Jul 23, 2012
Richards Bay terminal to get ship unloaderBack
Engineering|Port|BHP Billiton|BHP Billiton Aluminium SA|Flow|Projects|Rio Tinto Alcan Alesa Engineering|Safety|Testing|Transnet|Transnet Port Terminals|Richards Bay Terminal|Equipment|Flow|Port Operator|Service|Richards Bay|Environmental|Karl Socikwa|Lucas Msimanga|Victor Mkhize|Operations
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Port operator Transnet Port Terminals (TPT), which allocated R12.1-billion of its R33-billion budget over the next seven years to the Richards Bay bulk export facility, aimed to improve capacity, equipment reliability and service delivery.
The unloader, produced by shipping manufacturer Rio Tinto Alcan Alesa Engineering and the seventh of its kind in the world, had a 1 000 t/h capacity. It enabled the unloading of alumina and petcoke from vessels, while facilitating a consistent and dust-reduced material flow.
“This investment...will make a remarkable difference in enabling the plant to achieve improved operating efficiencies and deliver on customer expectations,” said TPT’s Richards Bay Terminal head Victor Mkhize.
Once the unloader arrived, TPT would start assembling, endurance testing, hot and cold commissioning, as well as operator training before handover.
“The offloader will significantly improve the efficiency of BHP Billiton’s operation and will undoubtedly make a positive impact in reducing spillages,” said TPT client BHP Billiton Aluminium SA asset president Lucas Msimanga.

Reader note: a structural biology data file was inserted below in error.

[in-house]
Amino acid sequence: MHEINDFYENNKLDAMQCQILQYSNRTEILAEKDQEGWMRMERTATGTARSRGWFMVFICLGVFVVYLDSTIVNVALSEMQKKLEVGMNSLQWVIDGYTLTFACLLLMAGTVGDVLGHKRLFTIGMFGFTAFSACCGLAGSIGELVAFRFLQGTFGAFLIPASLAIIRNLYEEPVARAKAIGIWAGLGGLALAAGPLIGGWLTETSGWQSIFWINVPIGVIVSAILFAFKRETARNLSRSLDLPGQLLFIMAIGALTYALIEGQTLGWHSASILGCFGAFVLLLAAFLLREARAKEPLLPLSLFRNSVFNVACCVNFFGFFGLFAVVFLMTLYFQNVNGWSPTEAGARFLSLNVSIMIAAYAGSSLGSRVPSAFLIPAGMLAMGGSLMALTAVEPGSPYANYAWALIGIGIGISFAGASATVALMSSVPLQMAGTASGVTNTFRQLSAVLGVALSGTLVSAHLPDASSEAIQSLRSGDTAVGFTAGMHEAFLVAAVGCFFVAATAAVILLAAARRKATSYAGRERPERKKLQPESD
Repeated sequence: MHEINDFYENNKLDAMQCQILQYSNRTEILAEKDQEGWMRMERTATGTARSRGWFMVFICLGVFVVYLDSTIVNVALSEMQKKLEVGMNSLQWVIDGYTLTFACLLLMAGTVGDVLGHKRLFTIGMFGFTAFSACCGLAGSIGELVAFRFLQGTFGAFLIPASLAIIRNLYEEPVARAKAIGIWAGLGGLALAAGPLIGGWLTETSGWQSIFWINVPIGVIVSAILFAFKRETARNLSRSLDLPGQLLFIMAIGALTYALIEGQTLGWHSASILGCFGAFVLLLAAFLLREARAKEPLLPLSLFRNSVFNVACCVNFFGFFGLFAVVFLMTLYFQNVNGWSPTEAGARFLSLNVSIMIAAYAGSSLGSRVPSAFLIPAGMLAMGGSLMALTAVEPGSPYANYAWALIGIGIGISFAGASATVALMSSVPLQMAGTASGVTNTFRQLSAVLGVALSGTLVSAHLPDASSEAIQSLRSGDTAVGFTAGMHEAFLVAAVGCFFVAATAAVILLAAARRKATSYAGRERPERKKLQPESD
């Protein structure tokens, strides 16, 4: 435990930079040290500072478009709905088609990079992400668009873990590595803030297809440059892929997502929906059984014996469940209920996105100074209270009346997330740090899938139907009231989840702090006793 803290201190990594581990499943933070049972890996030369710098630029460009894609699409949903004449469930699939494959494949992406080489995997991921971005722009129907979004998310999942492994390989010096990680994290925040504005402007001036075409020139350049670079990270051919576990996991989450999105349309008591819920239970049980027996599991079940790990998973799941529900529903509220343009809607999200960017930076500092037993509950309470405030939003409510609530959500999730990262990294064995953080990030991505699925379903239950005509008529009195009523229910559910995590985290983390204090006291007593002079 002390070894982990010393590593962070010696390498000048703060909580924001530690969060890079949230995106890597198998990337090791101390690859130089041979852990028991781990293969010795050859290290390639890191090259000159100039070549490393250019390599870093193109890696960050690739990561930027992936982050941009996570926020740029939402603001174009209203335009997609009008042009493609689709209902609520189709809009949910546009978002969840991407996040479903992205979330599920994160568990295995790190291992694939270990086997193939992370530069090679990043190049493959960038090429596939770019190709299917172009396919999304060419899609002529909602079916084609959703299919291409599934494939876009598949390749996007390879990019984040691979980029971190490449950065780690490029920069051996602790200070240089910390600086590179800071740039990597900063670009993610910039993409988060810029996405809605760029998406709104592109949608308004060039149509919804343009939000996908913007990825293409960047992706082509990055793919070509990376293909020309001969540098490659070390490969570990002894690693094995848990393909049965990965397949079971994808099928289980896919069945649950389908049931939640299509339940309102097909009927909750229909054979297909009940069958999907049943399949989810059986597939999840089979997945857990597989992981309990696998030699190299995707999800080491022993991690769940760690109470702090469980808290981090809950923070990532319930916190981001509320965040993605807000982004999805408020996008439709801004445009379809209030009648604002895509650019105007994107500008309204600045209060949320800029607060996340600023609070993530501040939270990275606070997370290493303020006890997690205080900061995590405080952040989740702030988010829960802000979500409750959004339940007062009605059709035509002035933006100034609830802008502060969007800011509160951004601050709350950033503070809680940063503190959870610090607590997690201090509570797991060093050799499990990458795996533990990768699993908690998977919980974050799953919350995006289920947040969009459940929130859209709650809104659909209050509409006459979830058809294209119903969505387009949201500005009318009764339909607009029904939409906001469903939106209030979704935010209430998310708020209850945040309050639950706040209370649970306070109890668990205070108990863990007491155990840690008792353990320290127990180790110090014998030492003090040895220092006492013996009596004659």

TPT CEO Karl Socikwa commented that the acquisition of the unloader was in line with the aims of State-owned freight group Transnet’s market demand strategy (MDS), which earmarked R300-billion for capital projects over the next seven years.
“The MDS has major implications for our division’s [TPT’s] responsibility to facilitate unconstrained growth, unlock demand and create world-class port operations through improved efficiencies,” he said in a statement.
TPT aimed to, over the next seven years, spend about R1.2-billion on capacity creation, including new or upgraded storage areas and port re-engineering to create additional capacity, as well as legal compliance, environmental and safety critical projects. A further R3.7-billion would be set aside for “capital-sustaining investments”, which included mobile equipment, quayside equipment and weighbridges.
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